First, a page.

In the field of Buddhist psychology, there’s a simple, but powerful tool known by the acronym RAIN. By fostering greater awareness, understanding and acceptance, this four-step practice in mindfulness can lead to states of inner peace and calm.
What is inner peace? Feeling ease in your body and mind. Being in the moment vs. obsessing over the past or future. Having thoughts that are creative and new.
What is the opposite of inner peace? Agitation, restlessness, frustration, and worry, are but a few qualities that come to mind. What all of these states of “dis-ease” have in common is a quality of “resistance” to whatever is occurring. An attitude of “acceptance,” on the other hand, is a key ingredient in the recipe for inner peace.
The RAIN tool outlined below is one useful way to work with difficult emotional states are inhibiting one’s ability to experience inner peace. I recommend spending a minimum of 5 minutes working through the steps and longer if you’d like.
1.) R = Recognize
Step one: recognize whatever you’re experiencing. Notice the feelings of agitation or worry, for example. Notice the thoughts and images surrounding your emotional state. Just pay attention to whatever it is that’s arising in you.
2.) A = Accept
Step two: bring an attitude of acceptance to your experience.
When we’re not feeling inner peace, our usual instinct is to fight or push away the negative emotions or thoughts we’re having, but oftentimes, this can just make things worse. In contrast, this step is about cultivating a tolerance for whatever is happening.
Keep in mind that this is an “attitude” in the moment; it doesn’t mean that you like with what is happening or can’t make changes to improve your situation down the road. For example, you can say to yourself, “This is what I’m feeling now, fear. I don’t like how it feels, but it’s simply what I’m experiencing and I accept it.”
3.) I = Investigate
Step three is about investigating your experience on a deeper level. You want to do this with an attitude of gentleness toward yourself, exploring the experience with a sense of curiosity and non-judgment.
You can ask yourself questions like “what thoughts are going through my mind right now as I notice this anxiety?” “What am I feeling on a physical level, in my body?” Perhaps you’re feeling things like tension, your heart racing, or a slight shortness of breath.
You can then ask yourself “What am I doing in response to what I’m noticing?” This refers to the behaviors that follow the emotional and physical sensations.
Notice what happens if you pay attention to what you’re noticing without trying to change anything? Alternatively, what happens when you try to push the unpleasantness away?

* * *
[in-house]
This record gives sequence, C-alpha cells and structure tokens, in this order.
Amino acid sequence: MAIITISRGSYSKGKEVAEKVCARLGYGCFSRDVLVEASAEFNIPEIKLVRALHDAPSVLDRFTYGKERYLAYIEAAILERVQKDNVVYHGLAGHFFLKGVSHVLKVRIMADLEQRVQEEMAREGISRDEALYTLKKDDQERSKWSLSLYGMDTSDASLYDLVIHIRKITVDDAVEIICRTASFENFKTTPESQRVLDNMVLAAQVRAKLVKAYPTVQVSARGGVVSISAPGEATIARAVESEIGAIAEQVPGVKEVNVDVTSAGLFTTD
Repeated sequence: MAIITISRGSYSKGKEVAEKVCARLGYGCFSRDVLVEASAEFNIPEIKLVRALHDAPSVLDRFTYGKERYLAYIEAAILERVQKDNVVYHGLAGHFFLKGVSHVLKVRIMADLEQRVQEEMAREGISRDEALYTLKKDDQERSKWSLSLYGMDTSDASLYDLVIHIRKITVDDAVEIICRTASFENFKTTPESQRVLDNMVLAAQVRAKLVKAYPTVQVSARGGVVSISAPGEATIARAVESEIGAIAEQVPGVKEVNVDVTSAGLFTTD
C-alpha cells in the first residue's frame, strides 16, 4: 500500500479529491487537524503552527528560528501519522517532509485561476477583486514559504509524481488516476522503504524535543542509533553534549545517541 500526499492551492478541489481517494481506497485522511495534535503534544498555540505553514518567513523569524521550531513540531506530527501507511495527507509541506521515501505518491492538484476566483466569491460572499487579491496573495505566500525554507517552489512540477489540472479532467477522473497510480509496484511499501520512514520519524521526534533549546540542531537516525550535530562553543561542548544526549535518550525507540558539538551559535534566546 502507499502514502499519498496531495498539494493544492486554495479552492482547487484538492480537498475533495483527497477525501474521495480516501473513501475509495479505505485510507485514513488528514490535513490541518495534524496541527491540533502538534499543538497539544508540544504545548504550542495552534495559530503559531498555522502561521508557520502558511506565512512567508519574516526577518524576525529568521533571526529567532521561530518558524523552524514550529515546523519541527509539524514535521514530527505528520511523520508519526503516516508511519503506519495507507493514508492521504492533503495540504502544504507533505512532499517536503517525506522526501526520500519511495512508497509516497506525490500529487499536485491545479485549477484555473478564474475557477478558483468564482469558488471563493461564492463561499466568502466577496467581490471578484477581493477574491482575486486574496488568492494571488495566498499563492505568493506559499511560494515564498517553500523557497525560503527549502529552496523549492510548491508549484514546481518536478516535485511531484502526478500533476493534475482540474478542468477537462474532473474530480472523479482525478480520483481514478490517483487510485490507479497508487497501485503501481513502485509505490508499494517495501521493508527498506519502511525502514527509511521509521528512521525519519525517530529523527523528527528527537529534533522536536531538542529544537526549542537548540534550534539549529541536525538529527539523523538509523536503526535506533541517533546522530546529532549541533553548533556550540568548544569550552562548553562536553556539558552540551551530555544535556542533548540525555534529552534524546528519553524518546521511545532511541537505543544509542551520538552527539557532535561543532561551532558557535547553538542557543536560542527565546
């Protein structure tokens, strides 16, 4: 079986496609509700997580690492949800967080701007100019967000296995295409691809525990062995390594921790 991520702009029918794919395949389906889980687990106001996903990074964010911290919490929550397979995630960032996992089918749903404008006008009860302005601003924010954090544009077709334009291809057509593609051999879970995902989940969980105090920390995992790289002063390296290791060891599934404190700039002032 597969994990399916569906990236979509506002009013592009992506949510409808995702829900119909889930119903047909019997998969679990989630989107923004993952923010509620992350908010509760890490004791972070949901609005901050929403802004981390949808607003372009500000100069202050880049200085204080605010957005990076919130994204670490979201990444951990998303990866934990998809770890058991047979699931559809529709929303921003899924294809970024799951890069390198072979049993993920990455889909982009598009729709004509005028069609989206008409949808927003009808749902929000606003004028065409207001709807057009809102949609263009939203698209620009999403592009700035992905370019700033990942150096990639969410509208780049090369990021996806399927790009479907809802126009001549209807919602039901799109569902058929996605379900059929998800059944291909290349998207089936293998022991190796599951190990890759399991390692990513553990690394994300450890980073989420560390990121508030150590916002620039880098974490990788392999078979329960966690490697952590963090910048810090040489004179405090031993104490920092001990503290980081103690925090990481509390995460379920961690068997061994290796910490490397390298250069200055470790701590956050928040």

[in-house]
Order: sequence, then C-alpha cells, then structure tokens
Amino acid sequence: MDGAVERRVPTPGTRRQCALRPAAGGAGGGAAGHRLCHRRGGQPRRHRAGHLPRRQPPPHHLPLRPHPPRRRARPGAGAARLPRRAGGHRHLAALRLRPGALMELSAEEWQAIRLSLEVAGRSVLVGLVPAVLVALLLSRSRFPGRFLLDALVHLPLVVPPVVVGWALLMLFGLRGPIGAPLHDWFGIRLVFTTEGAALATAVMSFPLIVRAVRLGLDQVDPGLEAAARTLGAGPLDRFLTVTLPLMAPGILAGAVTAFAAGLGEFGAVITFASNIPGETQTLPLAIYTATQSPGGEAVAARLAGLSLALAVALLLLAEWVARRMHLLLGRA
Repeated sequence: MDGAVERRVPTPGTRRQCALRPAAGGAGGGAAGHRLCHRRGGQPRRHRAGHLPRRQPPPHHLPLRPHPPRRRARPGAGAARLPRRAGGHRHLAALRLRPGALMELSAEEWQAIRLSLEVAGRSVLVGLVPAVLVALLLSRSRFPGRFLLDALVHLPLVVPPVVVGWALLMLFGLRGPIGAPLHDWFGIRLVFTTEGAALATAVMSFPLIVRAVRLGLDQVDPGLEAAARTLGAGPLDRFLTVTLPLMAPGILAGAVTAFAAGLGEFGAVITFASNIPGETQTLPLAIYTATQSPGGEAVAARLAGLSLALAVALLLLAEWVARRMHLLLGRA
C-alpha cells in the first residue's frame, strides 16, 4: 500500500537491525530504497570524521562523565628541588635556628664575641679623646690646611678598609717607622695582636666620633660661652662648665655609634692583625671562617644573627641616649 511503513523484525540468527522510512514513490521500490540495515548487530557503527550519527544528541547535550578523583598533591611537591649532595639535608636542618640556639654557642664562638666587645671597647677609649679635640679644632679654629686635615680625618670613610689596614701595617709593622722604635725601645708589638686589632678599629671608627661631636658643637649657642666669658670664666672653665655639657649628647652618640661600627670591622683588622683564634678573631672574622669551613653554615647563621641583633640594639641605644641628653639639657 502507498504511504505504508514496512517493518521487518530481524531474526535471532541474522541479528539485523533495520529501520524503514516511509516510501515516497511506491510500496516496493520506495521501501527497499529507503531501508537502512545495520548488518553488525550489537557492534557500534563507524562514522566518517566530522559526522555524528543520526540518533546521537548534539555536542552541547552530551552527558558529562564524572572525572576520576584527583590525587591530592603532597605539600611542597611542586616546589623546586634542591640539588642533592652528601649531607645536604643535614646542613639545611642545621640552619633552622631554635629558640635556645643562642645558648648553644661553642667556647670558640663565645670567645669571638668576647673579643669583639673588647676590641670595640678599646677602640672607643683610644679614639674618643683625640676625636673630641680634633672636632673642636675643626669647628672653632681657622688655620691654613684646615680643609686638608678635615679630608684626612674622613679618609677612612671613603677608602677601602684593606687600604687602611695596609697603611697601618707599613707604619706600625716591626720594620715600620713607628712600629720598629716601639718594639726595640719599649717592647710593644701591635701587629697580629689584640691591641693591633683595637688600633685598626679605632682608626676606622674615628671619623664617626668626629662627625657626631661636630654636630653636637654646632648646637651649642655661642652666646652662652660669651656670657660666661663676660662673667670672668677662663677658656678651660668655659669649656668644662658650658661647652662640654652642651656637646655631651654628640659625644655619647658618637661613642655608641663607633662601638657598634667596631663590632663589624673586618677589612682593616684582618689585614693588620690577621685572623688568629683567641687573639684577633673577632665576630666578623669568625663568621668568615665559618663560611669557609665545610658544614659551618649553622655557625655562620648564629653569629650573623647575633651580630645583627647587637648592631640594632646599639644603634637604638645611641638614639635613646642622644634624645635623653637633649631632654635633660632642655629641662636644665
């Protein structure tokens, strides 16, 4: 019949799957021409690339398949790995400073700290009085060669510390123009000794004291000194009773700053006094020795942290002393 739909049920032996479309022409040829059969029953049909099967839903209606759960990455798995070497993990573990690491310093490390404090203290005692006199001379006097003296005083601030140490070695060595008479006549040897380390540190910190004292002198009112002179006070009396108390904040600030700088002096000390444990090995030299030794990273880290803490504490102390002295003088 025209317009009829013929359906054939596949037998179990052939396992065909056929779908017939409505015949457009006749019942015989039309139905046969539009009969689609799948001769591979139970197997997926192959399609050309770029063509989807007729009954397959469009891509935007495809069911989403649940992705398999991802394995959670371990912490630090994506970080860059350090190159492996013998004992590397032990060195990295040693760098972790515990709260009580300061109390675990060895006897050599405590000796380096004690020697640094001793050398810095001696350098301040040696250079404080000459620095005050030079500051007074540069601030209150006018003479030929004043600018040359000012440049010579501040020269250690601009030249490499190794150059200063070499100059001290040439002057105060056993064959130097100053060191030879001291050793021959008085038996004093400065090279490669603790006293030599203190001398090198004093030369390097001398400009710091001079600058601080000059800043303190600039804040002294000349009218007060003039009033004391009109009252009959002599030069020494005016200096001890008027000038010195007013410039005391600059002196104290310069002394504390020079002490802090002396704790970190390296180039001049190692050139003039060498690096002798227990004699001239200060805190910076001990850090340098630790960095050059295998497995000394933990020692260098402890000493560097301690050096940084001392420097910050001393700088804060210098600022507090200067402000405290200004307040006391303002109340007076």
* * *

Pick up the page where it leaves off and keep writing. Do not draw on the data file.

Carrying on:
With this step, you are essentially bringing kindness to your experience by exploring it with compassion and curiosity. There is some type of pain driving the agitation or worry; meeting pain with compassion can be transformational and healing.
4.) N = Non-Identification
Non-identification is essentially how the Buddhists say: “don’t take anything personally.” That’s what this final step is about.
Emotional states like fear and agitation are universal experiences that come from conditioning. It’s important to recognize these as painful, but not defining experiences. Our true nature as human beings goes much deeper.
Using the ocean as a metaphor, this step provides an opportunity to notice the calm that’s below the surface of agitation. On top, there are waves moving about and lots of activity, but as you go deeper, the water is more still and peaceful. Try to distance yourself from the surface details, noticing they’re there, but not taking them on a personal.
In this fourth step of non-identification, remind yourself of the universal nature of things – that what you’re experiencing is something that many others on the planet have also contended with. Sometimes, just the process of recognizing that you’re not alone can transform the experience from one of discomfort to greater ease.
Like other mindfulness tools, the R-A-I-N practice can create a sense of spaciousness around the cause of your discord. While your particular circumstances may not have changed, your perspective likely will shift to one that feels less tight and more flexible. You can now relax into this new, broader outlook.
Note: since learning can be facilitated by reading about something from different perspectives, below are links to how other writers have described the RAIN tool. Enjoy!
Jack Kornfield, PhD: (toward bottom of page): http://www.jackkornfield.org/articles/dharmaandpolitics.php
Tara Brach, PhD: http://www.tarabrach.com/articles/RAIN-WorkingWithDifficulties.html
Rick Hanson, PhD: http://www.wildmind.org/blogs/on-practice/let-it-r-a-i-n
You may also be interested in these other Inner Peace Tools: